Tasmanian Collaboration for Health Improvement
The Tasmanian Collaboration for Health Improvement is a partnership between Primary Health Tasmania, the Department of Health, and the University of Tasmania’s College of Health and Medicine and Institute for the Study of Social Change.
Tasmania is an island state with a population of around 520,000 people. Half of these are concentrated in Hobart with the remainder widely dispersed around the island and several neighbouring smaller islands. Tasmania therefore faces some important regional health challenges that the Collaboration seeks to address using innovative research-informed approaches for markedly different contexts to promote good health. Some challenges unique to Tasmania include the oldest and most rapidly ageing population in Australia, a greater disease burden, and the lowest socioeconomic status. However, Tasmania’s small size and population allows for less complex organisational structures than other states and close working relationships enabled by a single health system, a single primary health network and one university. This has the benefit of more streamlined decision making to support innovative solutions, with better integration into community, local, regional and national health networks.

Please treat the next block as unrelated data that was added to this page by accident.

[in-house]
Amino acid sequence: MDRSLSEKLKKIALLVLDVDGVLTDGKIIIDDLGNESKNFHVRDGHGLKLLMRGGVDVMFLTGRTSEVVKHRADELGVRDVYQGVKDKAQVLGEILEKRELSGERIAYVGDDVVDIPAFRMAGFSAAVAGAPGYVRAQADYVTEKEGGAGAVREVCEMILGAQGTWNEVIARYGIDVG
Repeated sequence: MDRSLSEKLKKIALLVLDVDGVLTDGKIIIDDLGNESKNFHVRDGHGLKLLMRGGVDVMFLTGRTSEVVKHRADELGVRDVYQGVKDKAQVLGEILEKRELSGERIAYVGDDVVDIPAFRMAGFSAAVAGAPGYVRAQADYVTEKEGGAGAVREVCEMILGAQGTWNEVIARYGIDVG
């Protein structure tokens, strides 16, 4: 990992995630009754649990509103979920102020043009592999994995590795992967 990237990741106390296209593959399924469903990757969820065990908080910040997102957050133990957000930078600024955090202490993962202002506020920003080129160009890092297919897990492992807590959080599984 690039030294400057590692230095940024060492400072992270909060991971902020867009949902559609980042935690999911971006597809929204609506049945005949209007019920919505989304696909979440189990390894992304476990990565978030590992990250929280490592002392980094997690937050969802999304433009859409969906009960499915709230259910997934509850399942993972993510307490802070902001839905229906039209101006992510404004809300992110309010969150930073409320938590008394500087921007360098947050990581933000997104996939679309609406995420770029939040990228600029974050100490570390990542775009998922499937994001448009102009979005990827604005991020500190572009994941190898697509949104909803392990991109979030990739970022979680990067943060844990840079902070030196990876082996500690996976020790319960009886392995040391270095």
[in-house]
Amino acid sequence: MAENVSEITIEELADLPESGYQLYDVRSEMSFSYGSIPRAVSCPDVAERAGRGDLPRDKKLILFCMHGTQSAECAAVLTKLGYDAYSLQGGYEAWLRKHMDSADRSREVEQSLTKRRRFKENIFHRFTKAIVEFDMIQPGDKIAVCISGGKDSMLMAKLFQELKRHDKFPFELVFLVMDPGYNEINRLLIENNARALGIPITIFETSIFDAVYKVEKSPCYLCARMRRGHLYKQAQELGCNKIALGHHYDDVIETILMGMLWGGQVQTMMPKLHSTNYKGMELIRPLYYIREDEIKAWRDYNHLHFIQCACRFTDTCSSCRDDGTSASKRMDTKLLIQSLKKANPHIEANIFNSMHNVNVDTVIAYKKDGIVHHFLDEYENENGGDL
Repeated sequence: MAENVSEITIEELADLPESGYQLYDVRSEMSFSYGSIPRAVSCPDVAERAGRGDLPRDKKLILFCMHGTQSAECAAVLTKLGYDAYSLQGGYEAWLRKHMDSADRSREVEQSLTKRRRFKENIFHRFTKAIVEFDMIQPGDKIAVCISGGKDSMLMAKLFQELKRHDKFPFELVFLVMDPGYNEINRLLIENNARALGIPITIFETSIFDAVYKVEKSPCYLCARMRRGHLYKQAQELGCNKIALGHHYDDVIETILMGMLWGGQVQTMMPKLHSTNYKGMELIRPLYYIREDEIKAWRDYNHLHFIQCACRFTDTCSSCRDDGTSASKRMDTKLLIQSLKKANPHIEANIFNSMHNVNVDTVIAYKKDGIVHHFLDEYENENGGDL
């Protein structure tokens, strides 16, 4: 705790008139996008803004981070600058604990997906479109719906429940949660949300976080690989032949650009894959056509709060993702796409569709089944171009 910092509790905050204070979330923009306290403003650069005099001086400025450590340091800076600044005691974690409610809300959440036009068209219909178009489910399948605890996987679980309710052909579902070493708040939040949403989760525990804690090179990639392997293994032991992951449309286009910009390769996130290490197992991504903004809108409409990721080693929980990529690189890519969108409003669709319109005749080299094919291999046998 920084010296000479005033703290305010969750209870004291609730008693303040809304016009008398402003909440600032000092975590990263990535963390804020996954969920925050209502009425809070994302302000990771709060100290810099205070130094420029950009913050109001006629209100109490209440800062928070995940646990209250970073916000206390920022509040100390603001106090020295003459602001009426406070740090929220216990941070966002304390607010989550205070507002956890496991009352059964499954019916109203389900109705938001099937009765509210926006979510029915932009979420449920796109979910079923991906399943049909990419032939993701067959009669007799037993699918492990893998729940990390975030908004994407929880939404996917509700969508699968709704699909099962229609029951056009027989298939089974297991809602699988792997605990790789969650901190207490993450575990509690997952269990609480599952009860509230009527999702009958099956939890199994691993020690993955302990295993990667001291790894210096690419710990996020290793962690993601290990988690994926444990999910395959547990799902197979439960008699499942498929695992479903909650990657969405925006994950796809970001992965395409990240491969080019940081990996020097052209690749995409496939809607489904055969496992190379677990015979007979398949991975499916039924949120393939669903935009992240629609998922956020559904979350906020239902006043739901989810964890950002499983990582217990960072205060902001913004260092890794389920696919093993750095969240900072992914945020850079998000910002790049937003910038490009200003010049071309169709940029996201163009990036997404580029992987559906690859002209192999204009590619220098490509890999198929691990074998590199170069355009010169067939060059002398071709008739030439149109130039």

The Collaboration is committed to identifying opportunities for driving innovation in regional health services and workforce planning relevant to Tasmania’s unique geographical and political environment, and to facilitating the translation of evidence-based research into improved health outcomes for Tasmania. Some key examples to date include:
- AirRater – Research and technology collide to help Tasmanians breathe easier
- Health Services Innovation Tasmania
- Tasmanian HealthPathways
- Needless treatments: antipsychotic drugs are rarely effective in ‘calming’ dementia patients
- The wildly popular MOOC that's changing how we think about dementia
- New ways to support young people with Traumatic Brain Injury
- Solving one of Australia’s most overlooked healthcare risks